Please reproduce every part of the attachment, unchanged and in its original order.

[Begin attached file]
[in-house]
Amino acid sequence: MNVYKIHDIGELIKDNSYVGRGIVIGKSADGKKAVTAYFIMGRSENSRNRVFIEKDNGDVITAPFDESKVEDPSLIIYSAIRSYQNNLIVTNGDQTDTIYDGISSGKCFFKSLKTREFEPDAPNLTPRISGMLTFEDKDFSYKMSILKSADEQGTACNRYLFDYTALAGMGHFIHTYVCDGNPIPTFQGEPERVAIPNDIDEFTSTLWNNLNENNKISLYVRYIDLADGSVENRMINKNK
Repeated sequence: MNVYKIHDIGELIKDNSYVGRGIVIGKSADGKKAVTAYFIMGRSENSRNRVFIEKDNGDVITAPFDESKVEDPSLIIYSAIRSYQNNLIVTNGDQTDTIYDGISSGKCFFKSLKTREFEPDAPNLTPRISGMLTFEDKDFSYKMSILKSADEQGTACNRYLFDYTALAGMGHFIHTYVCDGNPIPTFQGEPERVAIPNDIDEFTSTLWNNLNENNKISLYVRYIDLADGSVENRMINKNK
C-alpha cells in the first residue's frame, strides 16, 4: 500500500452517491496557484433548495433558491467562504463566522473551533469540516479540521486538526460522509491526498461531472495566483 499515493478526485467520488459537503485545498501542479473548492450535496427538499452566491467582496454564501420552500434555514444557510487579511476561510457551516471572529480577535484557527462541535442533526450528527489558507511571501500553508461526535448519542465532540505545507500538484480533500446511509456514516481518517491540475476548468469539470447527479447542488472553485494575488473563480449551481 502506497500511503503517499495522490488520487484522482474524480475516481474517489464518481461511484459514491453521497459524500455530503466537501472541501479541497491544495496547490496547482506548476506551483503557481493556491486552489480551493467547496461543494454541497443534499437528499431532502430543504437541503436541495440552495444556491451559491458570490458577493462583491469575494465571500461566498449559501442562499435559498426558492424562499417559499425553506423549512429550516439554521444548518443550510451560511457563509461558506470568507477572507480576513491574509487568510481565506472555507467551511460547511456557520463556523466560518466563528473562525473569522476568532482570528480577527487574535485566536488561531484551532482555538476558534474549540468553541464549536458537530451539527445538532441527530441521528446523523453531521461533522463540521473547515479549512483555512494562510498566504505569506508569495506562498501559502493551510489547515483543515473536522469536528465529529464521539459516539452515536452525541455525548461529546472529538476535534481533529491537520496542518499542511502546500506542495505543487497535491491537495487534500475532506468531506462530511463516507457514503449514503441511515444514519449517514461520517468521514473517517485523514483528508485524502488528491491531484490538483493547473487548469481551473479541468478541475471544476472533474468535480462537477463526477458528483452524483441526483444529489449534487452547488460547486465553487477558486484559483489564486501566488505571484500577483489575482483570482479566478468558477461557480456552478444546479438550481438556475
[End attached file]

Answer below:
[in-house]
Amino acid sequence: MNVYKIHDIGELIKDNSYVGRGIVIGKSADGKKAVTAYFIMGRSENSRNRVFIEKDNGDVITAPFDESKVEDPSLIIYSAIRSYQNNLIVTNGDQTDTIYDGISSGKCFFKSLKTREFEPDAPNLTPRISGMLTFEDKDFSYKMSILKSADEQGTACNRYLFDYTALAGMGHFIHTYVCDGNPIPTFQGEPERVAIPNDIDEFTSTLWNNLNENNKISLYVRYIDLADGSVENRMINKNK
Repeated sequence: MNVYKIHDIGELIKDNSYVGRGIVIGKSADGKKAVTAYFIMGRSENSRNRVFIEKDNGDVITAPFDESKVEDPSLIIYSAIRSYQNNLIVTNGDQTDTIYDGISSGKCFFKSLKTREFEPDAPNLTPRISGMLTFEDKDFSYKMSILKSADEQGTACNRYLFDYTALAGMGHFIHTYVCDGNPIPTFQGEPERVAIPNDIDEFTSTLWNNLNENNKISLYVRYIDLADGSVENRMINKNK
C-alpha cells in the first residue's frame, strides 16, 4: 500500500452517491496557484433548495433558491467562504463566522473551533469540516479540521486538526460522509491526498461531472495566483 499515493478526485467520488459537503485545498501542479473548492450535496427538499452566491467582496454564501420552500434555514444557510487579511476561510457551516471572529480577535484557527462541535442533526450528527489558507511571501500553508461526535448519542465532540505545507500538484480533500446511509456514516481518517491540475476548468469539470447527479447542488472553485494575488473563480449551481 502506497500511503503517499495522490488520487484522482474524480475516481474517489464518481461511484459514491453521497459524500455530503466537501472541501479541497491544495496547490496547482506548476506551483503557481493556491486552489480551493467547496461543494454541497443534499437528499431532502430543504437541503436541495440552495444556491451559491458570490458577493462583491469575494465571500461566498449559501442562499435559498426558492424562499417559499425553506423549512429550516439554521444548518443550510451560511457563509461558506470568507477572507480576513491574509487568510481565506472555507467551511460547511456557520463556523466560518466563528473562525473569522476568532482570528480577527487574535485566536488561531484551532482555538476558534474549540468553541464549536458537530451539527445538532441527530441521528446523523453531521461533522463540521473547515479549512483555512494562510498566504505569506508569495506562498501559502493551510489547515483543515473536522469536528465529529464521539459516539452515536452525541455525548461529546472529538476535534481533529491537520496542518499542511502546500506542495505543487497535491491537495487534500475532506468531506462530511463516507457514503449514503441511515444514519449517514461520517468521514473517517485523514483528508485524502488528491491531484490538483493547473487548469481551473479541468478541475471544476472533474468535480462537477463526477458528483452524483441526483444529489449534487452547488460547486465553487477558486484559483489564486501566488505571484500577483489575482483570482479566478468558477461557480456552478444546479438550481438556475